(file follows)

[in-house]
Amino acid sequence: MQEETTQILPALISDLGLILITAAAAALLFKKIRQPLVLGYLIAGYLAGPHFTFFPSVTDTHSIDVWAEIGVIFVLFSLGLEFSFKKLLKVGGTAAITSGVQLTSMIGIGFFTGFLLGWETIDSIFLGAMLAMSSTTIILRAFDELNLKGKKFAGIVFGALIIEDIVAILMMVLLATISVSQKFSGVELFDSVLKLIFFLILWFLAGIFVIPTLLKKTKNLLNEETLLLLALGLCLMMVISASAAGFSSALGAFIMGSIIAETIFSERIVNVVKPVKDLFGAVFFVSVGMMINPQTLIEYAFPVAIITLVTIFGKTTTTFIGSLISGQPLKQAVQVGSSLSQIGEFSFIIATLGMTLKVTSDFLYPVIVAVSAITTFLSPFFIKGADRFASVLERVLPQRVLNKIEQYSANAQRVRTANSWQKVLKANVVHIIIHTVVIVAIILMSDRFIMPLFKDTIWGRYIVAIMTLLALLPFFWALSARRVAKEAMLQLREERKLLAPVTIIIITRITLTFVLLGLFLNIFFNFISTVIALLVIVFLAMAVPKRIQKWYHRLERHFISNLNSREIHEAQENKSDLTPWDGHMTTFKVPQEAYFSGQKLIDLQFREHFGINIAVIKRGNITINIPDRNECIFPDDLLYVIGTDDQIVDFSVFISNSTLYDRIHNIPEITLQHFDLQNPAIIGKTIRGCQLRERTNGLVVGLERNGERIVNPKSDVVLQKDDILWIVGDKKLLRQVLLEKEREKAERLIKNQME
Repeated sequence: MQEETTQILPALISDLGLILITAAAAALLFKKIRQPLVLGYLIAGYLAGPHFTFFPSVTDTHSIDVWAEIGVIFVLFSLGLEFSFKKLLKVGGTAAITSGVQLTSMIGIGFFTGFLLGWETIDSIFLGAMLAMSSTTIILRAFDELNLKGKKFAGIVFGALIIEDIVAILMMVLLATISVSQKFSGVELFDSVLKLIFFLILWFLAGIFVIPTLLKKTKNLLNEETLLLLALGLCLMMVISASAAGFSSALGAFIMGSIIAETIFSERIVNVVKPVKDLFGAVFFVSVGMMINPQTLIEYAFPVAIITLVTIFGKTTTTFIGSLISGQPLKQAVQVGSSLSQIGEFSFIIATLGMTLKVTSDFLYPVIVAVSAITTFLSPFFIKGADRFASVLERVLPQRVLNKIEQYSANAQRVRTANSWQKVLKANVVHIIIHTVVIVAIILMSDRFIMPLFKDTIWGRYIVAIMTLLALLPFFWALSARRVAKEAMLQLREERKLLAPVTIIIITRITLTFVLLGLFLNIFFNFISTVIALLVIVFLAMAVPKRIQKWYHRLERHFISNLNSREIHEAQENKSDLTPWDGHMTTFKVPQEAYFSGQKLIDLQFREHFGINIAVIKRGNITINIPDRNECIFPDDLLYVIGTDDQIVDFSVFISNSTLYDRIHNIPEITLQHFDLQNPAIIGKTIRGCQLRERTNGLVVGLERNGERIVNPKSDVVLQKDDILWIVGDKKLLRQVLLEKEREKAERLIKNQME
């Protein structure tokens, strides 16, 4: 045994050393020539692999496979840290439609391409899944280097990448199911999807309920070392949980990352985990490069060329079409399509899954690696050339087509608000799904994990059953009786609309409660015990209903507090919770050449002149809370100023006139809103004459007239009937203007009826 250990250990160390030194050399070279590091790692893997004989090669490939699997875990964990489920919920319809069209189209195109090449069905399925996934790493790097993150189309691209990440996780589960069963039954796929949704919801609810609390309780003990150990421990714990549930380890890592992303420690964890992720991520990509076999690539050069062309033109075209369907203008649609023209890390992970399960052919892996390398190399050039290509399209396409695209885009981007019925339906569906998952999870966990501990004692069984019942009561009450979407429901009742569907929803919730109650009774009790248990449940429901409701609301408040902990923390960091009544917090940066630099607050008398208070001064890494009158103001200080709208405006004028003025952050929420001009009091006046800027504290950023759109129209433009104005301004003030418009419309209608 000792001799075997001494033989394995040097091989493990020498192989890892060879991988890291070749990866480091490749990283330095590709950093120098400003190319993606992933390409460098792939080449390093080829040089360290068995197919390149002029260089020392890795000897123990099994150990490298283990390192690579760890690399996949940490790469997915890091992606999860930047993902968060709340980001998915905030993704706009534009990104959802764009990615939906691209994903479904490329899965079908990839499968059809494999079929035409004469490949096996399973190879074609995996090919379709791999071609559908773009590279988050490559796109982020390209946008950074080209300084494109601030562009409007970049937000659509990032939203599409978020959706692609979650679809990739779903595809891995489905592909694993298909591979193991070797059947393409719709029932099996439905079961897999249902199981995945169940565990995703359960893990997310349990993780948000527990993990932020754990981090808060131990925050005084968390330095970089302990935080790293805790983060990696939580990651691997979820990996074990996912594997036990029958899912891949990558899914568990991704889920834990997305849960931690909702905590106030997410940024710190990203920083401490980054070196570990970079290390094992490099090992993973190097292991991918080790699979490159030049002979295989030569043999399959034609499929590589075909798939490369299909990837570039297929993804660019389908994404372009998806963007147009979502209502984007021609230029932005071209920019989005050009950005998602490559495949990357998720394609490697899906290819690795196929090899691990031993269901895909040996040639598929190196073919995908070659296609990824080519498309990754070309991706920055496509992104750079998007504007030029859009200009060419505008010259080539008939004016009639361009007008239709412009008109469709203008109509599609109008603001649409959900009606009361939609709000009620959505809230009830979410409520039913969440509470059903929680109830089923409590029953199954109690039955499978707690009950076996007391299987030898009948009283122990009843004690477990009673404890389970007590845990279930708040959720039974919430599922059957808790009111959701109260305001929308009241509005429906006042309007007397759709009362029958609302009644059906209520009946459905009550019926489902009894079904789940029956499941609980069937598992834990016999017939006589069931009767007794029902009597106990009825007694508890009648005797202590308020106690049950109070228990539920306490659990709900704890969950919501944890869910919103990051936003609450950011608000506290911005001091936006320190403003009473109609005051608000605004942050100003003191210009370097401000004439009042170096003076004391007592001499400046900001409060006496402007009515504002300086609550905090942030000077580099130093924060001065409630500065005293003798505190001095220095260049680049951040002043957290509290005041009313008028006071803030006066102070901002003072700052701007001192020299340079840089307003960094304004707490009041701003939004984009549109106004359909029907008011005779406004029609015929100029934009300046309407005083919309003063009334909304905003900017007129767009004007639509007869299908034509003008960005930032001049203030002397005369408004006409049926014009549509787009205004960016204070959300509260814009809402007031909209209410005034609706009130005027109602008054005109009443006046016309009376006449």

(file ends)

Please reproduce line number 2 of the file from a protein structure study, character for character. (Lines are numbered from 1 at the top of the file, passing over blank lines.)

Amino acid sequence: MQEETTQILPALISDLGLILITAAAAALLFKKIRQPLVLGYLIAGYLAGPHFTFFPSVTDTHSIDVWAEIGVIFVLFSLGLEFSFKKLLKVGGTAAITSGVQLTSMIGIGFFTGFLLGWETIDSIFLGAMLAMSSTTIILRAFDELNLKGKKFAGIVFGALIIEDIVAILMMVLLATISVSQKFSGVELFDSVLKLIFFLILWFLAGIFVIPTLLKKTKNLLNEETLLLLALGLCLMMVISASAAGFSSALGAFIMGSIIAETIFSERIVNVVKPVKDLFGAVFFVSVGMMINPQTLIEYAFPVAIITLVTIFGKTTTTFIGSLISGQPLKQAVQVGSSLSQIGEFSFIIATLGMTLKVTSDFLYPVIVAVSAITTFLSPFFIKGADRFASVLERVLPQRVLNKIEQYSANAQRVRTANSWQKVLKANVVHIIIHTVVIVAIILMSDRFIMPLFKDTIWGRYIVAIMTLLALLPFFWALSARRVAKEAMLQLREERKLLAPVTIIIITRITLTFVLLGLFLNIFFNFISTVIALLVIVFLAMAVPKRIQKWYHRLERHFISNLNSREIHEAQENKSDLTPWDGHMTTFKVPQEAYFSGQKLIDLQFREHFGINIAVIKRGNITINIPDRNECIFPDDLLYVIGTDDQIVDFSVFISNSTLYDRIHNIPEITLQHFDLQNPAIIGKTIRGCQLRERTNGLVVGLERNGERIVNPKSDVVLQKDDILWIVGDKKLLRQVLLEKEREKAERLIKNQME